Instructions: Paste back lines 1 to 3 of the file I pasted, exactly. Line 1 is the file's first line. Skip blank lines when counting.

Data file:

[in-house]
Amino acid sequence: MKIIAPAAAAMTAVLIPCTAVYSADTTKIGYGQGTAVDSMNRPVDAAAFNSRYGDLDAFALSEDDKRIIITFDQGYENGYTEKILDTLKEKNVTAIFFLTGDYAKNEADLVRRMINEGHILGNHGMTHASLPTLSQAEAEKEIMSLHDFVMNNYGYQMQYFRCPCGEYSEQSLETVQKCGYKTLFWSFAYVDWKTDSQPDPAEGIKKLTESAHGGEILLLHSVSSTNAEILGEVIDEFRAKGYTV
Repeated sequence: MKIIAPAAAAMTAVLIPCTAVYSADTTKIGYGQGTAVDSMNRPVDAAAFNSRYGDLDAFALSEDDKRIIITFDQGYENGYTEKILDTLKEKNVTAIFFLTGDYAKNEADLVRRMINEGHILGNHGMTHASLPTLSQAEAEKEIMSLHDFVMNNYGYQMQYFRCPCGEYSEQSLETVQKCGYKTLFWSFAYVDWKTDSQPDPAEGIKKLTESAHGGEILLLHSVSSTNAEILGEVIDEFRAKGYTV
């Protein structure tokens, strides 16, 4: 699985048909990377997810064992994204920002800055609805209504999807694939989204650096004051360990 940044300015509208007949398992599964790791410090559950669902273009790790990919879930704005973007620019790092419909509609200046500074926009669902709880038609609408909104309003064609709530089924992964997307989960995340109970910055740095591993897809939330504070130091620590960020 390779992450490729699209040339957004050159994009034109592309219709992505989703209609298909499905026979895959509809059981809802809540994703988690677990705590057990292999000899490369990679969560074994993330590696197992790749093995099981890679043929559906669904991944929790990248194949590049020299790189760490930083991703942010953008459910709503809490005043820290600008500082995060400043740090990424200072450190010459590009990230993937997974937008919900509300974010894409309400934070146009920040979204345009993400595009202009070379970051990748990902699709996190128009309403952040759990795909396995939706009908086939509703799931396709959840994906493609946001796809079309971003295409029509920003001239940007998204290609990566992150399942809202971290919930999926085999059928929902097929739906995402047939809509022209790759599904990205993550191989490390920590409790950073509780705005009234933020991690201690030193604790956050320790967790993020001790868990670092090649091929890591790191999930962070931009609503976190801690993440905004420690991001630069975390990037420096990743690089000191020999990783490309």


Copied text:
[in-house]
Amino acid sequence: MKIIAPAAAAMTAVLIPCTAVYSADTTKIGYGQGTAVDSMNRPVDAAAFNSRYGDLDAFALSEDDKRIIITFDQGYENGYTEKILDTLKEKNVTAIFFLTGDYAKNEADLVRRMINEGHILGNHGMTHASLPTLSQAEAEKEIMSLHDFVMNNYGYQMQYFRCPCGEYSEQSLETVQKCGYKTLFWSFAYVDWKTDSQPDPAEGIKKLTESAHGGEILLLHSVSSTNAEILGEVIDEFRAKGYTV
Repeated sequence: MKIIAPAAAAMTAVLIPCTAVYSADTTKIGYGQGTAVDSMNRPVDAAAFNSRYGDLDAFALSEDDKRIIITFDQGYENGYTEKILDTLKEKNVTAIFFLTGDYAKNEADLVRRMINEGHILGNHGMTHASLPTLSQAEAEKEIMSLHDFVMNNYGYQMQYFRCPCGEYSEQSLETVQKCGYKTLFWSFAYVDWKTDSQPDPAEGIKKLTESAHGGEILLLHSVSSTNAEILGEVIDEFRAKGYTV